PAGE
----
In my last post, I described my lower middle-class upbringing. I mentioned that my parents were terrible with saving money, and that we weren’t really taught to save either. That isn’t entirely true. We did have one person that tried to help us save money. Unfortunately, it didn’t work out the way she wanted it to. 

Grandma’s Help

We got a small bit of help in learning to save from our Grandmother on our mom’s side. When we were born, she convinced my parents to open a savings account for us. She gave us a check on every birthday and Christmas with “for deposit only” written on it, so we would be forced to deposit it into our savings accounts. We had the option to deposit the rest of our birthday money as well, but we rarely did.

My grandma didn’t have a lot of money, so she was only able to give us each $25 on special occasions. Over time, that does add up, and by the time I started working for my parents, I had about $800 saved up. That’s a lot for a fifteen-year-old!

I Learned about taxes the hard way

Unfortunately, the savings account didn’t work out the way my Grandmother intended. You see, when my parents started paying us for delivering papers, they set us up as independent contractors rather than wage employees. That meant that no taxes would be taken out of our paychecks. We didn’t make a lot of money, but as we all know, that doesn’t matter. The IRS still needs to get their share.

When tax season rolled around that first year, my father did our taxes for us. We each ended up owing the man around $700. My parents took us to the bank and drained our savings accounts so we could pay our taxes. They said we should have known better. We should have been putting money aside each pay check to pay. How we were supposed to know the subtleties of the complicated tax code at age 15, I’ll never know!

 

Making it worse

Unfortunately, I didn’t learn my lesson. I continued working for my parents as an independent contractor, and continued spending all of each pay check. When tax season rolled around, I just ignored it. I did the same thing the following year. Eventually, I stopped working for my parents and got a normal part time job. Unfortunately, by this time, I already owed the IRS almost two thousand dollars. Even worse, my father accidentally switched mine and my brother’s social security numbers on our tax returns, so we didn’t even know who owed what!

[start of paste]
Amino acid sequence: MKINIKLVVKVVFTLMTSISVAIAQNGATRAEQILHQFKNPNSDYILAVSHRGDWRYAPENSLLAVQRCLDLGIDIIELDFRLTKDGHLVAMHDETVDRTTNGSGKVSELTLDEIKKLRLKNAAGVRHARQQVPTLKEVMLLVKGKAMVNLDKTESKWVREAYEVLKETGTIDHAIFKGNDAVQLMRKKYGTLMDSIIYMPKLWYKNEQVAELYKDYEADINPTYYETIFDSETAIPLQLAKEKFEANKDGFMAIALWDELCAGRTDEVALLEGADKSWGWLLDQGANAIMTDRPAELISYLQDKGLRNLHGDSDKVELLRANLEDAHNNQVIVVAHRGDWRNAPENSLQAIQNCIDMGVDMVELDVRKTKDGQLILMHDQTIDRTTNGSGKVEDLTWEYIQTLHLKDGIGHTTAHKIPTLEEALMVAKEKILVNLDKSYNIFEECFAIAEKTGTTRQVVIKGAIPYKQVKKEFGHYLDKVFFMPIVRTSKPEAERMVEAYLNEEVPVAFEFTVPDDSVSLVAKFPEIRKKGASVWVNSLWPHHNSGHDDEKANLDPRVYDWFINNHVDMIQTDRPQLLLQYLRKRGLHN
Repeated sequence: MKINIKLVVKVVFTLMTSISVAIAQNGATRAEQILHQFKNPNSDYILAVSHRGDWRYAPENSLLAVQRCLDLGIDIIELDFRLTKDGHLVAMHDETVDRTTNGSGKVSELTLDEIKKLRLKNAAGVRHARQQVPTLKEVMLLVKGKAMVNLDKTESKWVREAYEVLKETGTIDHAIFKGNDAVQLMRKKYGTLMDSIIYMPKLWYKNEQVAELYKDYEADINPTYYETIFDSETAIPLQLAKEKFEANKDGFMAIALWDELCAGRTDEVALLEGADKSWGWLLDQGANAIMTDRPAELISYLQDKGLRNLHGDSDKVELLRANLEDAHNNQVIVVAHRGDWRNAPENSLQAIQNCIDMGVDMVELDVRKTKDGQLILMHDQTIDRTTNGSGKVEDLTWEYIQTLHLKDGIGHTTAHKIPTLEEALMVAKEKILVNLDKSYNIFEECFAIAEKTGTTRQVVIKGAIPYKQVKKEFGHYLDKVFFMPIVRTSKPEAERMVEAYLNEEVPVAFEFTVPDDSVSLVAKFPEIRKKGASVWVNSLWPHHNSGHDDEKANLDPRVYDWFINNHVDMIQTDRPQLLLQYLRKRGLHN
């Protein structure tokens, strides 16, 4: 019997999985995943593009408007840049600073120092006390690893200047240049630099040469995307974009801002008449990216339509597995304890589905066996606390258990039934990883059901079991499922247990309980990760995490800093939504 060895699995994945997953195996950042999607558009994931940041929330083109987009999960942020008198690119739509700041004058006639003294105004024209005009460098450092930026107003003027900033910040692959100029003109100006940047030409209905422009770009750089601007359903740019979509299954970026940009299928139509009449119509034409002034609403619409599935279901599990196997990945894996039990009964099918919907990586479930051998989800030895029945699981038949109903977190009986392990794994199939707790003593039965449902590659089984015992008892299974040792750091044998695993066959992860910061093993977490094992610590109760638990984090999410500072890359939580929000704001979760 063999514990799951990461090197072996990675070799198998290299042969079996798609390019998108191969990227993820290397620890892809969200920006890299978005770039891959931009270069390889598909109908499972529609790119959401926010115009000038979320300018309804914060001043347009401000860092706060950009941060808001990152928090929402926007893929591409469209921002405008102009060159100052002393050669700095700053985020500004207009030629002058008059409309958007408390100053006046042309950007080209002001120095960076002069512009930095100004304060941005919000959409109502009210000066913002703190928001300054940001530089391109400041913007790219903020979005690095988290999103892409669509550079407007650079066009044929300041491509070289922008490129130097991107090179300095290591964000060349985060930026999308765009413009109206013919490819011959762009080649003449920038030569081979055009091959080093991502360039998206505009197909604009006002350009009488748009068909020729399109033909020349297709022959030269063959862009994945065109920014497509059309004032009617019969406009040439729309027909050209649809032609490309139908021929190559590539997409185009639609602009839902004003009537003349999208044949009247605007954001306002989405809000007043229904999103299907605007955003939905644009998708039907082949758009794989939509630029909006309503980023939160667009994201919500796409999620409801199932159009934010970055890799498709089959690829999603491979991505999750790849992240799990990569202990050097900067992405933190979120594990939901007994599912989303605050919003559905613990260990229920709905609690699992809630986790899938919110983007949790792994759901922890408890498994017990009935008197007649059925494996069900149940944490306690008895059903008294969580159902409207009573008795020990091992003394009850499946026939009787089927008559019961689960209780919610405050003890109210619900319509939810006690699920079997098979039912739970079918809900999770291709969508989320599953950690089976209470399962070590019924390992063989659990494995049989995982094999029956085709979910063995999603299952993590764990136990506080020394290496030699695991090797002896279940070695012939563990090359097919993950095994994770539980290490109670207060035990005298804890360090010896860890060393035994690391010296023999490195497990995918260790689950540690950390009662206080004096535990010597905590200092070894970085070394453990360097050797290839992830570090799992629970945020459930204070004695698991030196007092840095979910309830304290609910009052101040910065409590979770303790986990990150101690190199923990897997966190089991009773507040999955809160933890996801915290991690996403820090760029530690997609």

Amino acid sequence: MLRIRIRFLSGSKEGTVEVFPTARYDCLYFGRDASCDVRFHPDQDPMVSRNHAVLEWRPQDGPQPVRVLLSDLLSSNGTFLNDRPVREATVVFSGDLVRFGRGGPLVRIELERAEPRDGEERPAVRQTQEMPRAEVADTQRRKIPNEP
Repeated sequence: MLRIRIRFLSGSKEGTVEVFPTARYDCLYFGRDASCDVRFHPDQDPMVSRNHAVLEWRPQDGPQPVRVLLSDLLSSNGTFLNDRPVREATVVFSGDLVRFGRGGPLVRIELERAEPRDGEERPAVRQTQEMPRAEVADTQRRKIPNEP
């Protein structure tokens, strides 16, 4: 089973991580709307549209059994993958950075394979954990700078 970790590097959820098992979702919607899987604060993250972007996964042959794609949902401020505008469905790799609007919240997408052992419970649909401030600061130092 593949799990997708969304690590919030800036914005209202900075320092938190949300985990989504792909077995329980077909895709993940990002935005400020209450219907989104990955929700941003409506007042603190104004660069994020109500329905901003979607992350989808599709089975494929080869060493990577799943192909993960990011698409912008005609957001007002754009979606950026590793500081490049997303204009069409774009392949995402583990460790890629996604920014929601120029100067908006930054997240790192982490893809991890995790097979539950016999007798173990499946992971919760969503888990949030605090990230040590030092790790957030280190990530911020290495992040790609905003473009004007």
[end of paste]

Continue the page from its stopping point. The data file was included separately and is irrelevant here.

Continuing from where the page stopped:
Digging out of the hole

I was a senior in high school when I realized how big my problem with the IRS was. That’s when I decided to take steps to dig my way out. Surprisingly, it was super easy to get the mess with the social security numbers straightened out. But what was even more shocking was that they were really nice about helping me set up a payment plan and get the tax debt straightened out. They are super willing to work with people who are trying to do the right thing!  It took me about a year to fully pay off my debt to the IRS, but it felt good to make that last payment.

 

Lessons learned

Learning about taxes the hard way had some advantages. I learned to always think about how taxes will work with any job, so I don’t get surprised with a giant bill at the end of the year. I also learned that the IRS isn’t as terrible as everyone thinks they are. One of the reasons I waited so long to call and get it taken care of is that I was terrified of calling them!  All I ever heard was horror stories about going to jail for tax fraud and IRS agents being super rude to people. Maybe it was my age that helped, or maybe it was the fact that I was actually trying, but every time I called, the agent was super nice and helpful. I never had a bad experience.

One final thing I learned is to always check over all the important forms.  One little mistake can cause huge complications down the road (on the plus side, I still have my brother’s SSN memorized, because I thought it was mine for so long…devious, I know!).

What lessons did you learn the hard way?  I’d love to hear your stories!

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